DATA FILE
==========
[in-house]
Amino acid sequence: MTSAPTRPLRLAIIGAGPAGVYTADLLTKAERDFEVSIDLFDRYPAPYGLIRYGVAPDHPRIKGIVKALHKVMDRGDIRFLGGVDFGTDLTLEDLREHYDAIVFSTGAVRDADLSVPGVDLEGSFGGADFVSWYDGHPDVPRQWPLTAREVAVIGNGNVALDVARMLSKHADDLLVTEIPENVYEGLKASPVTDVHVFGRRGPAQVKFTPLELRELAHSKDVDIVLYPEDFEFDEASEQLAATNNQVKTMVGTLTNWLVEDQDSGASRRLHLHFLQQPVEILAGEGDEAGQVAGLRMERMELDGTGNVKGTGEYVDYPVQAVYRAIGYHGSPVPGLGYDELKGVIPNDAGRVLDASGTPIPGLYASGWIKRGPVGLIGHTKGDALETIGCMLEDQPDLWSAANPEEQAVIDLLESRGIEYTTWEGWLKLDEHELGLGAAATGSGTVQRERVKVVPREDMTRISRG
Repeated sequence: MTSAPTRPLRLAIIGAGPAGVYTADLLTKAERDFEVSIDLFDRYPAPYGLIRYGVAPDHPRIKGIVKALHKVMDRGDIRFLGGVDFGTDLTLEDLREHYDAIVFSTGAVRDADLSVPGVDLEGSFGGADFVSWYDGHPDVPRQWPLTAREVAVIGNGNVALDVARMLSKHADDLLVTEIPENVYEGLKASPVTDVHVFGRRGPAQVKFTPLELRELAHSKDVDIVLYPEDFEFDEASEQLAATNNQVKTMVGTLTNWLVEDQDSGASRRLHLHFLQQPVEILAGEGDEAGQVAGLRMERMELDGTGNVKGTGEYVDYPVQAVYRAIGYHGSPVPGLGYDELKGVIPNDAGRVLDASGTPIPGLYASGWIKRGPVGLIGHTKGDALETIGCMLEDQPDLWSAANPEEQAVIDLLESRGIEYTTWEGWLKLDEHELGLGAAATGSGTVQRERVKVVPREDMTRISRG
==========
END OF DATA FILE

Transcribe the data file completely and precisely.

[in-house]
Amino acid sequence: MTSAPTRPLRLAIIGAGPAGVYTADLLTKAERDFEVSIDLFDRYPAPYGLIRYGVAPDHPRIKGIVKALHKVMDRGDIRFLGGVDFGTDLTLEDLREHYDAIVFSTGAVRDADLSVPGVDLEGSFGGADFVSWYDGHPDVPRQWPLTAREVAVIGNGNVALDVARMLSKHADDLLVTEIPENVYEGLKASPVTDVHVFGRRGPAQVKFTPLELRELAHSKDVDIVLYPEDFEFDEASEQLAATNNQVKTMVGTLTNWLVEDQDSGASRRLHLHFLQQPVEILAGEGDEAGQVAGLRMERMELDGTGNVKGTGEYVDYPVQAVYRAIGYHGSPVPGLGYDELKGVIPNDAGRVLDASGTPIPGLYASGWIKRGPVGLIGHTKGDALETIGCMLEDQPDLWSAANPEEQAVIDLLESRGIEYTTWEGWLKLDEHELGLGAAATGSGTVQRERVKVVPREDMTRISRG
Repeated sequence: MTSAPTRPLRLAIIGAGPAGVYTADLLTKAERDFEVSIDLFDRYPAPYGLIRYGVAPDHPRIKGIVKALHKVMDRGDIRFLGGVDFGTDLTLEDLREHYDAIVFSTGAVRDADLSVPGVDLEGSFGGADFVSWYDGHPDVPRQWPLTAREVAVIGNGNVALDVARMLSKHADDLLVTEIPENVYEGLKASPVTDVHVFGRRGPAQVKFTPLELRELAHSKDVDIVLYPEDFEFDEASEQLAATNNQVKTMVGTLTNWLVEDQDSGASRRLHLHFLQQPVEILAGEGDEAGQVAGLRMERMELDGTGNVKGTGEYVDYPVQAVYRAIGYHGSPVPGLGYDELKGVIPNDAGRVLDASGTPIPGLYASGWIKRGPVGLIGHTKGDALETIGCMLEDQPDLWSAANPEEQAVIDLLESRGIEYTTWEGWLKLDEHELGLGAAATGSGTVQRERVKVVPREDMTRISRG